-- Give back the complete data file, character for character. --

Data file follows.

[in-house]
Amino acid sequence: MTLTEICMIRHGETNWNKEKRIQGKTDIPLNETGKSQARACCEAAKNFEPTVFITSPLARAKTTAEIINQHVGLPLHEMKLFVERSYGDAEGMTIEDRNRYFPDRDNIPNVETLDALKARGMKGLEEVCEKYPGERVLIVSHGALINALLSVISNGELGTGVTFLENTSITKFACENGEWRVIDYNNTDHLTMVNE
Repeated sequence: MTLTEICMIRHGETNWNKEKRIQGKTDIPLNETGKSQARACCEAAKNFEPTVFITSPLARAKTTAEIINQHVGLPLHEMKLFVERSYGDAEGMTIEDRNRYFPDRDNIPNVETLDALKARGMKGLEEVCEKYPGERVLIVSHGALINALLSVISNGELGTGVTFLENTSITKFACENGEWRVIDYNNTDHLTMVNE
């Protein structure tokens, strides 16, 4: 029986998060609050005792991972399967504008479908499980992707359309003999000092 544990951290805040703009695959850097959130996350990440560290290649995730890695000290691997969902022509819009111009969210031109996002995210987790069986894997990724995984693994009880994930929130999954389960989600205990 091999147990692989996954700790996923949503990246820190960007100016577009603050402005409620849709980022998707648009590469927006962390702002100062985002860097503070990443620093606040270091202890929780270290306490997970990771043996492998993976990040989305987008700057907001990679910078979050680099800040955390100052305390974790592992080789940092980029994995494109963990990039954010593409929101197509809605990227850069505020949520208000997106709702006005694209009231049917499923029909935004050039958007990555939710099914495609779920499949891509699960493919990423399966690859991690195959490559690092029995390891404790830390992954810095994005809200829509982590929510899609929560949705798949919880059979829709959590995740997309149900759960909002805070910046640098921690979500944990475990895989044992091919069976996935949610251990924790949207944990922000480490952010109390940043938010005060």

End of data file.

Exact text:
[in-house]
Amino acid sequence: MTLTEICMIRHGETNWNKEKRIQGKTDIPLNETGKSQARACCEAAKNFEPTVFITSPLARAKTTAEIINQHVGLPLHEMKLFVERSYGDAEGMTIEDRNRYFPDRDNIPNVETLDALKARGMKGLEEVCEKYPGERVLIVSHGALINALLSVISNGELGTGVTFLENTSITKFACENGEWRVIDYNNTDHLTMVNE
Repeated sequence: MTLTEICMIRHGETNWNKEKRIQGKTDIPLNETGKSQARACCEAAKNFEPTVFITSPLARAKTTAEIINQHVGLPLHEMKLFVERSYGDAEGMTIEDRNRYFPDRDNIPNVETLDALKARGMKGLEEVCEKYPGERVLIVSHGALINALLSVISNGELGTGVTFLENTSITKFACENGEWRVIDYNNTDHLTMVNE
């Protein structure tokens, strides 16, 4: 029986998060609050005792991972399967504008479908499980992707359309003999000092 544990951290805040703009695959850097959130996350990440560290290649995730890695000290691997969902022509819009111009969210031109996002995210987790069986894997990724995984693994009880994930929130999954389960989600205990 091999147990692989996954700790996923949503990246820190960007100016577009603050402005409620849709980022998707648009590469927006962390702002100062985002860097503070990443620093606040270091202890929780270290306490997970990771043996492998993976990040989305987008700057907001990679910078979050680099800040955390100052305390974790592992080789940092980029994995494109963990990039954010593409929101197509809605990227850069505020949520208000997106709702006005694209009231049917499923029909935004050039958007990555939710099914495609779920499949891509699960493919990423399966690859991690195959490559690092029995390891404790830390992954810095994005809200829509982590929510899609929560949705798949919880059979829709959590995740997309149900759960909002805070910046640098921690979500944990475990895989044992091919069976996935949610251990924790949207944990922000480490952010109390940043938010005060």